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Nutrition Support Traineeship

e-Journal Club

July 2004


We have just concluded another great traineeship week.  This month our trainees were from opposite ends of the Appalachian Trail – Maine and Georgia.  We all went out for South American cuisine on Wednesday night, and had a great time there too.

Our article this month is from the April issue of Intensive Care Medicine and deals with a somewhat controversial topic – enteral feeding in hypotensive patients receiving “pressors”. 

Rokyta R Jr, Matejovic M, Krouzecky A, Senft V, Trefil L, Novak I.  Post-pyloric enteral nutrition in septic patients: effects on hepato-splanchnic hemodynamics and energy status.  Intensive Care Med. 2004 Apr;30(4):714-7.


This study was designed to study the effects of low-dose post-pyloric enteral nutrition on splanchnic blood flow, metabolic response and gastric mucosal PCO2 in septic patients.  Data was collected from ten mechanically ventilated patients with sepsis in a medical ICU on the 2nd to 5th day of ICU admission.  The subjects received a semi-elemental, 1 calorie/ml formula (Survimed OPD) via a post-pyloric feeding tube.  The feeding was provided as a 40ml bolus, then 40ml/hr for two hours, then the feedings were held for two hours for further data collection. 

In order to gauge intestinal perfusion all subjects had a catheter placed into the hepatic vein via the internal jugular, and hepato-splanchic blood flow estimated with “primed continuous indocyanine green”.  In addition gastric mucosal PCO2 was measured with gastric tonometry.  Arterial and hepatic blood lactate and pyruvate, blood gasses, blood glucose, heart rate, cardiac index, and indirect calorimetry were measured before, during and after the feedings.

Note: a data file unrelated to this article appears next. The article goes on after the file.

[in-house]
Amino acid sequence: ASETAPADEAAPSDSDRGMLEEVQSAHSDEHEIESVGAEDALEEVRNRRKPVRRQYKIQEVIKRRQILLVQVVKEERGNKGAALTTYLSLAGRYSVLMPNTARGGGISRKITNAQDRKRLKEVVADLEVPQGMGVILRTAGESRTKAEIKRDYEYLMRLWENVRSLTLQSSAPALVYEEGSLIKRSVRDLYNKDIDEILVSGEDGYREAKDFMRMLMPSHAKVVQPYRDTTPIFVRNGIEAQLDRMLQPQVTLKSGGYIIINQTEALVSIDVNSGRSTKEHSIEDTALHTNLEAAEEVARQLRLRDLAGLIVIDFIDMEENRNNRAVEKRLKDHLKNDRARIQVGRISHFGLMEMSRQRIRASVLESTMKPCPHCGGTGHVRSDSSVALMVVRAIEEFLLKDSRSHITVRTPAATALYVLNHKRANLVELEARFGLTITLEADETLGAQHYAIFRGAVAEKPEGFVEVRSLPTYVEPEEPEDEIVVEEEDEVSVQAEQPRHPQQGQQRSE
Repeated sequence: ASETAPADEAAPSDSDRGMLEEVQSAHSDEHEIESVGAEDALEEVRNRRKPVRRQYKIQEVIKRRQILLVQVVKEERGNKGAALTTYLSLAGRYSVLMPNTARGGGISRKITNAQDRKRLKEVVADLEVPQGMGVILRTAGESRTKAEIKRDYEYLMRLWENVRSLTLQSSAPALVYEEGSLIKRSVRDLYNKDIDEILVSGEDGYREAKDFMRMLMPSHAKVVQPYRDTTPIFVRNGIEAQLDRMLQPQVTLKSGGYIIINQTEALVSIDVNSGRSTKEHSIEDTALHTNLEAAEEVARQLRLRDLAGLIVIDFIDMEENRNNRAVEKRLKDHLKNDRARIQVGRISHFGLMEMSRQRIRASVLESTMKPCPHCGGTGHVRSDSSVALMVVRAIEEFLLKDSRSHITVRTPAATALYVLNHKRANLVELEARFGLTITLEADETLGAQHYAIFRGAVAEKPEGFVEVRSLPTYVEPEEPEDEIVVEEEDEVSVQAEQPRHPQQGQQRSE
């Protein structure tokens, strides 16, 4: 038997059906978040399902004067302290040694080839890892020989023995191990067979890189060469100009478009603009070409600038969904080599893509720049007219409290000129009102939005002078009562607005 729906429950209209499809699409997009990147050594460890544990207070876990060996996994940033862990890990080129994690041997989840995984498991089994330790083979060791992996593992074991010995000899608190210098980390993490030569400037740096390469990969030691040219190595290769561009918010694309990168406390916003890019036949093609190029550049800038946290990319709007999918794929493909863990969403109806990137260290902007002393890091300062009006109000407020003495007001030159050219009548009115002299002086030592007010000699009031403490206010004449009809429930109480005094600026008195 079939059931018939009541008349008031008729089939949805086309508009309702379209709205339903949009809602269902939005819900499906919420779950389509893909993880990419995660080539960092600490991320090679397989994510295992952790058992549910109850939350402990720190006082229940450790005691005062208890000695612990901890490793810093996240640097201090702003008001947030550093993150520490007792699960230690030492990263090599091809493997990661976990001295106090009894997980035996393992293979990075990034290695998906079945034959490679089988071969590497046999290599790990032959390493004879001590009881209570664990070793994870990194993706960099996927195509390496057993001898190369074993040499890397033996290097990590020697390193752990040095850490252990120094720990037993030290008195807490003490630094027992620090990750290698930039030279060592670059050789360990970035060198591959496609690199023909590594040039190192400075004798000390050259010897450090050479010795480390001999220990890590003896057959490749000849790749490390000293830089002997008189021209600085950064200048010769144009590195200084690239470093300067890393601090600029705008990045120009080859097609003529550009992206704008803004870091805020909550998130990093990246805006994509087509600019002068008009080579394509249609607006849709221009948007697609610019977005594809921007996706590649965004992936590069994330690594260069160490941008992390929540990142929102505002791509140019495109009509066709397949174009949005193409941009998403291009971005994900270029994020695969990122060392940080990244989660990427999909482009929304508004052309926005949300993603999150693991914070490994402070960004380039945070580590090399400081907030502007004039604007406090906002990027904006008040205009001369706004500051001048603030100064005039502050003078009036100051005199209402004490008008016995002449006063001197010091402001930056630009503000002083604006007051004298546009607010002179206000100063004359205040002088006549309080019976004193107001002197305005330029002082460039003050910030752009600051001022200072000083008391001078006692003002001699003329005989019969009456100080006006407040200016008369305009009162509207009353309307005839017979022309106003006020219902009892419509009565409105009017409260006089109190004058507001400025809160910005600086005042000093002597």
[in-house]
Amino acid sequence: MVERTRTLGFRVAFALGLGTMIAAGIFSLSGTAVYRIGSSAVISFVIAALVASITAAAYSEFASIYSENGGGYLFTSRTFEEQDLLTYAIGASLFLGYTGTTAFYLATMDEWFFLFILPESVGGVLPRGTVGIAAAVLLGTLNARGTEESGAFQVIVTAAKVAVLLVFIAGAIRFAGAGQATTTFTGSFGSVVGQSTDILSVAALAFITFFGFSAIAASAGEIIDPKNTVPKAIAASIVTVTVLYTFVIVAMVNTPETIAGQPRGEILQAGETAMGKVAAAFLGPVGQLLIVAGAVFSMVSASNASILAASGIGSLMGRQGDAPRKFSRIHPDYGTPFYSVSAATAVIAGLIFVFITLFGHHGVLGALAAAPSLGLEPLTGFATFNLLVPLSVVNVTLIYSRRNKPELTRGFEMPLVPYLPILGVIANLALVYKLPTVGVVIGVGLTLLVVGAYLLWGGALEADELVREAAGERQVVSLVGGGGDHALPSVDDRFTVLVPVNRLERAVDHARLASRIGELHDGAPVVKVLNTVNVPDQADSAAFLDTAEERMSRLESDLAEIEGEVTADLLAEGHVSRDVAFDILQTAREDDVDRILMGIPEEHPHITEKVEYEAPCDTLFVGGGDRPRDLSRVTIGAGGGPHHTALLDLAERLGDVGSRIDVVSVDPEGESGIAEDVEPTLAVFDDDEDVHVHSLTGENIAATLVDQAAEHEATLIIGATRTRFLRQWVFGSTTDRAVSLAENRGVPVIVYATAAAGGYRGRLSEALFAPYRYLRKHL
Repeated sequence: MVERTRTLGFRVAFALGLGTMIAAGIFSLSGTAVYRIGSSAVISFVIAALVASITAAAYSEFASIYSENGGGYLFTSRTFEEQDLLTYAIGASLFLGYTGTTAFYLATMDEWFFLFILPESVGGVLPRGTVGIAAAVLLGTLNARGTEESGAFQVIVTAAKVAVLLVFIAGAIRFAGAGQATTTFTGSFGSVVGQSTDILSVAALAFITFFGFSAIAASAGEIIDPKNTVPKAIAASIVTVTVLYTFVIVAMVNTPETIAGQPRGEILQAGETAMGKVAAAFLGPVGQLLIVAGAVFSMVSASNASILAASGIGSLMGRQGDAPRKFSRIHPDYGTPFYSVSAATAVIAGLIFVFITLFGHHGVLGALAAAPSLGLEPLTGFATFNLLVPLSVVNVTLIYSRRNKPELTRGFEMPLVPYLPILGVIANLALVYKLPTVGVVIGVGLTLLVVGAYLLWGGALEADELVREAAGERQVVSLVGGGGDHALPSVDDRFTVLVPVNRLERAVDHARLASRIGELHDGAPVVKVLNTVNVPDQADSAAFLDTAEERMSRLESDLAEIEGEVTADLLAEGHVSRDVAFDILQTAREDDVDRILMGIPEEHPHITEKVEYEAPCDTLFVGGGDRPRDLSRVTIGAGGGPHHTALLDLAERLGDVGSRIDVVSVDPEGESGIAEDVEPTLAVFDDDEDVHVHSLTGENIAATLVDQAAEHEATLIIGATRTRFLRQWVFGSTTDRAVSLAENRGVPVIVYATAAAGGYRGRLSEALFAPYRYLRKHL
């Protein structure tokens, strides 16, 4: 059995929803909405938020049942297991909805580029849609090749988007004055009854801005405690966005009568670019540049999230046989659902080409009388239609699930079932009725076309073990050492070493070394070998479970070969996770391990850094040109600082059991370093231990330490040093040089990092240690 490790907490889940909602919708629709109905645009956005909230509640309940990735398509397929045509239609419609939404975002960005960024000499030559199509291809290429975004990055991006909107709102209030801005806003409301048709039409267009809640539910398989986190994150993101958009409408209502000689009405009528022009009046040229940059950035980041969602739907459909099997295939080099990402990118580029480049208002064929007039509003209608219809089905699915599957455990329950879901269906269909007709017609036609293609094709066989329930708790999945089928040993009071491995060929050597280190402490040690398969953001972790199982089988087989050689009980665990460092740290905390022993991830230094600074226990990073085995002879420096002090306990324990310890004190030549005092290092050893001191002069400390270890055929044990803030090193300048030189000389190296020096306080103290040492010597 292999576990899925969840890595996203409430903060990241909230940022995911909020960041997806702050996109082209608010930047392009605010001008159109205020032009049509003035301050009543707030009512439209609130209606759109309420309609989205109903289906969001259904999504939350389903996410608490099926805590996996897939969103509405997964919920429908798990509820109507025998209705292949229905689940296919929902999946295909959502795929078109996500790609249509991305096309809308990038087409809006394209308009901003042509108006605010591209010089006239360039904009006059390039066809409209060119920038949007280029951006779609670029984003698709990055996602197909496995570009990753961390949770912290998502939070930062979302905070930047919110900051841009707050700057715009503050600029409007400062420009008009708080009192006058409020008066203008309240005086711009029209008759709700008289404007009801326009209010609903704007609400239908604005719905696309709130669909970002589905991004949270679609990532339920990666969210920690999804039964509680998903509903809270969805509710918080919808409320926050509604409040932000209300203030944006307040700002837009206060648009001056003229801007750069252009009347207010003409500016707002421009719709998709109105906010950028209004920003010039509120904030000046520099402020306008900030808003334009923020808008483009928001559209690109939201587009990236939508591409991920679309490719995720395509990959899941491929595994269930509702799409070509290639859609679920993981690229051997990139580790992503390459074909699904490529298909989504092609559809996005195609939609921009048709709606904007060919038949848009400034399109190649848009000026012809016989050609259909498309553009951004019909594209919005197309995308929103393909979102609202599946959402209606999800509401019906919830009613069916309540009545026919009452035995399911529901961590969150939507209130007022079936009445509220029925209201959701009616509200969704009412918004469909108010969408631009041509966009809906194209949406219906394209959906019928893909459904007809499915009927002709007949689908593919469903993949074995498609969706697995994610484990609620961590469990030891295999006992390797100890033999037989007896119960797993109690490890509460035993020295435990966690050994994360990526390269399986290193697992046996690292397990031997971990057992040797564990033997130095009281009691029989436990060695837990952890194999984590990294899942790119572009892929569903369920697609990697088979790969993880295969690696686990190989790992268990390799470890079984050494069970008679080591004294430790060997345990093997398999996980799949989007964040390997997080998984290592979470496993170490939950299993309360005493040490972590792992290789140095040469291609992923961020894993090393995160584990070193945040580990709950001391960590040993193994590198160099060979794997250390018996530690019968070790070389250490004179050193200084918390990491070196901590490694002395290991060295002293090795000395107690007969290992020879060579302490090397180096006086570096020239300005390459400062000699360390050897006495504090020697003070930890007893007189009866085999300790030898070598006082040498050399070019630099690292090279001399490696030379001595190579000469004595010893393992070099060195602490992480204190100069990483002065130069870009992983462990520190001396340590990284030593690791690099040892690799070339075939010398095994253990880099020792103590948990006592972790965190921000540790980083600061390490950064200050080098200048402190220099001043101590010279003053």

The authors reported that hepato-splanchnic blood flow significantly increased during enteral feeding, and returned to baseline after feedings were stopped.  The splanchnic lactate, pyruvate and mucosal PCO2 did not change during the feedings.  The authors conclusion was that “enteral nutrition during sepsis may not be harmful even in patients requiring norepinephrine.”


This study is important because there is such a limited body of data on the safety of feeding the hypotensive patient.  Several case studies have been published in which small bowel ischemia was believed to be associated with enteral feeding in hemodynamically unstable patients.  In the current study, each patient served as their own control as feedings were started and then held again.  Eight of the 10 patients were receiving norepinephrine at the time of the feedings, and none of the patients had any signs of compromised luminal blood flow during the study.

There are, however, a number of limitations to this study that limit it’s relevance to the patient’s that we deal with.  One of which was the small “n”.  Patients who were deemed to be hemodynamically unstable, or who had a cardiac index less than 2.5 L/min were excluded from the study.  Those patients who were included were able to have their blood pressure controlled with a modest dose of a single pressor drug (two required no pressors during the study).  In addition, patients only received enteral feedings for two hours, and all feedings were designed to be hypocaloric (40 mL bolus, followed by 40 mL per hour x 2 hours – total kcal = 120). 

Take home message: 

This study has a limited clinical applicabilitybecause of the short duration and limited amount of the feedings, and because of the “stable” nature of the patients.  The results would not necessarily apply to a much more unstable patient, or a patient with significant prior cardiovascular disease with severe hypotension.  However, this study is valuable to let us know that it is NOT necessarily correct to make sweeping statements “that patients on pressors should not receive enteral feedings.”  It is important to remember how infrequent intestinal Ischemia is, compared to the large number of critically ill patients who receive enteral feedings each day in this country.  A more complete discussion of many of these issues can be found in the August 2003 Nutrition in Clinical Practice articles and editorials by Kudsk, McClave, Zaloga, and Tappenden.

If you have knowledge, let others light their candles with it. 
- Winston Churchill